All posts by Robert Cahalan

Dr. Robert Cahalan is Director of Sun-Climate Research at NASA’s Goddard Space Flight Center in Greenbelt Maryland.  He recently retired as Chief of Goddard’s Climate and Radiation Laboratory, and President of the International Radiation Commission.   He has held several jobs related to climate change, and has been doing science research for more than 40 years. He loves science, building scientific instruments, and using them to discover how the universe works.  Bob says: “Clouds are endlessly fascinating for their many complex and beautiful properties, and important for Earth’s climate because they control the flow of energy in the atmosphere, and the supply of energy to the oceans. At Goddard I designed a laser system with multiple views, like a bee’s eye, showing that it can see through clouds to measure their thickness, naming it THOR, for ‘Thickness from Offbeam Returns.’ I have flown THOR over Oklahoma, Central America, and Antarctica, measuring clouds, ice, and snow. I discovered that clouds have an ‘effective thickness’ depending on their fractal properties, an idea now used in global climate models.“

My visit to European Geophysical Union in Vienna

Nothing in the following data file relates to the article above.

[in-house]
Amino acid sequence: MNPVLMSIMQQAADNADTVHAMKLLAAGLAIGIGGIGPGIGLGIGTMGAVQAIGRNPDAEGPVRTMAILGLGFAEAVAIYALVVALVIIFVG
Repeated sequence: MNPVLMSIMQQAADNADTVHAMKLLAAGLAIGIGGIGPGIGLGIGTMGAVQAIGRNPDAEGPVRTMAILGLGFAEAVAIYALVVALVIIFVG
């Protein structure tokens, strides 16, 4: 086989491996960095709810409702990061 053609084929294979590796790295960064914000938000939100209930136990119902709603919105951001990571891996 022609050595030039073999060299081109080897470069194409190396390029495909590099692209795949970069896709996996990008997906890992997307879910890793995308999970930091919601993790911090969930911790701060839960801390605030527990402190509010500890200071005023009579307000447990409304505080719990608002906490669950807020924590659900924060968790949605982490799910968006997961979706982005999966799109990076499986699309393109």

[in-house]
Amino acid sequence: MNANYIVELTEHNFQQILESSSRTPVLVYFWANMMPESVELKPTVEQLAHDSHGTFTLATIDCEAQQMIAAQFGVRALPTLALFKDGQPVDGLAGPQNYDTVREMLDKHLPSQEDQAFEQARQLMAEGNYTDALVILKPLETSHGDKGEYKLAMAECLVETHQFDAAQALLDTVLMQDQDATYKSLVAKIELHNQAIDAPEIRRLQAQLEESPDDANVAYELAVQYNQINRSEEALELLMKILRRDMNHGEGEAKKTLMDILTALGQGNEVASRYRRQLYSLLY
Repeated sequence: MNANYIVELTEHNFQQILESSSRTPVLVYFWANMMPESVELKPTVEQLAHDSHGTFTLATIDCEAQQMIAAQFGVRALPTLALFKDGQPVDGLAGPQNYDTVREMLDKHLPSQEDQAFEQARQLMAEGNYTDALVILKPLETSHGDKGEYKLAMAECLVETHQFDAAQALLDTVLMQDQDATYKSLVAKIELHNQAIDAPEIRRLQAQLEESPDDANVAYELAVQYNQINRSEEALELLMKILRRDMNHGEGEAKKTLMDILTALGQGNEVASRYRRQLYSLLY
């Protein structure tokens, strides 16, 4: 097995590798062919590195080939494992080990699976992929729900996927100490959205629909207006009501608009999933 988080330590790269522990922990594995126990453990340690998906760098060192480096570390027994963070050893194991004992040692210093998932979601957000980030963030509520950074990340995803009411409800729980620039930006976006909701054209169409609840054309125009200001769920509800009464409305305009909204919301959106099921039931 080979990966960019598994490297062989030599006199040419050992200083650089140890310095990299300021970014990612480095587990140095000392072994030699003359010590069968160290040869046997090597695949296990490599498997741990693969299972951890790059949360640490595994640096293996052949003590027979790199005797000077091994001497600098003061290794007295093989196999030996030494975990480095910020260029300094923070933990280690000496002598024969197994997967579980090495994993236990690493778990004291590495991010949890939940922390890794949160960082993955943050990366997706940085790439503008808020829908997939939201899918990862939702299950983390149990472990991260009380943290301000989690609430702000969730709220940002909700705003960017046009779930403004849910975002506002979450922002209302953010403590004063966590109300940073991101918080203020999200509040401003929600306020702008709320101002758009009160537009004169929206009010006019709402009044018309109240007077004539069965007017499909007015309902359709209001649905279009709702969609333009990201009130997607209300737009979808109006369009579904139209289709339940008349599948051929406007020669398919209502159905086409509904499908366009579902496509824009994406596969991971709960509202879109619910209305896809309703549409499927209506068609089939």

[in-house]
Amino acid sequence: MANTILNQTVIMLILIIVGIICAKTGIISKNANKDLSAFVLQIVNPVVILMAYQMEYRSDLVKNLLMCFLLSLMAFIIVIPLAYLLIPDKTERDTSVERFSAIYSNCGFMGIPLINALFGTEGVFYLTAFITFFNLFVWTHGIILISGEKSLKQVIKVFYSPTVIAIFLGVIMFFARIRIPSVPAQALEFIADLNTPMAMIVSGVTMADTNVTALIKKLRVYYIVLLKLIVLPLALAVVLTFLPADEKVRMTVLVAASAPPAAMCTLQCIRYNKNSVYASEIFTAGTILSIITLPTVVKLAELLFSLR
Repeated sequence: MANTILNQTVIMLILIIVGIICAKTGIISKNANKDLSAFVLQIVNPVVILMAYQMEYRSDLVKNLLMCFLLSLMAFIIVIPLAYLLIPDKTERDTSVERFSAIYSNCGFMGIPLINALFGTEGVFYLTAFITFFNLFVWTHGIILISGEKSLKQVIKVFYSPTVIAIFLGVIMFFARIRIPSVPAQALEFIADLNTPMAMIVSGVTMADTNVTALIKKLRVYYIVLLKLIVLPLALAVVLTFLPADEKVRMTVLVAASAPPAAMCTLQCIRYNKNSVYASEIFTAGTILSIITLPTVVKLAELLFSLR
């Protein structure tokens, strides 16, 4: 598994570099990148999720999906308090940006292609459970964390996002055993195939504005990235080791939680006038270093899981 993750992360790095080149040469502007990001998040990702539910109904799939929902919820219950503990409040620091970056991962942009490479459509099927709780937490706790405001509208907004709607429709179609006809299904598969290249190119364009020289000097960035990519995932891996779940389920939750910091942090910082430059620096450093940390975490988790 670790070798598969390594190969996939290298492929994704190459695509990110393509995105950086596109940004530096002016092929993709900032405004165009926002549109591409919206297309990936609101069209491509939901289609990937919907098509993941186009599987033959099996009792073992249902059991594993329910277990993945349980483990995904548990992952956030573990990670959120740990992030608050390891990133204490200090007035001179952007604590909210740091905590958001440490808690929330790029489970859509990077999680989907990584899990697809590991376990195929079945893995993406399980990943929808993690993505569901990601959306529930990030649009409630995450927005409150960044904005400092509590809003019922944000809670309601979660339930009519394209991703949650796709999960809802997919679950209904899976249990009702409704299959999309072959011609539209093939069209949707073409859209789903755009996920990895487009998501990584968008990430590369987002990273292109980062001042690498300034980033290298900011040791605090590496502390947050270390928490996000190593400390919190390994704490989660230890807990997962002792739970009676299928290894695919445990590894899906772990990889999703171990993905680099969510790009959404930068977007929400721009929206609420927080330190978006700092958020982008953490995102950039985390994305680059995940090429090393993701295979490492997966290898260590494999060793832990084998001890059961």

I am a “guest” here, invited by my longtime friend Sadri Hassani, with whom I studied physics at U. of Illinois – Urbana, back in the 1960’s. Sadri, thanks very much for inviting me!  I’m posting this from a hotel room in Vienna, Austria, where I’m attending the “European Geophysical Society” meeting to give an invited talk about “Total Solar Irradiance” or “TSI”, or what used to be called the “solar constant” which is now being measured very accurately by NASA’s “Solar Radiation and Climate Experiment” (SORCE) for which I’ve served as the Project Scientist for 15 years. As a result of SORCE, we now know that the Sun’s TSI value is about 0.5% lower than the value accepted since the 1990’s. That means that the solar luminosity is also 0.5% lower, which increases the best estimate of the Sun’s lifetime from about 10.7 billion years to 10.75 billion years, giving us an extra  50 million years to figure out how to escape the solar-driven holocaust that is expected once the Sun ceases to fuse hydrogen into helium. Actually, the worry of what may happen to mankind when the Sun goes nova, in about 5 billion years, is not nearly as pressing as the worry of what may happen in the current decade of history, due to fossil fuel consumption, and the twin consequences of global warming and ocean acidification, about which I’ll write more in future posts. But now I’ve got to sign off, and say Auf wiedersehen! from here in Vienna.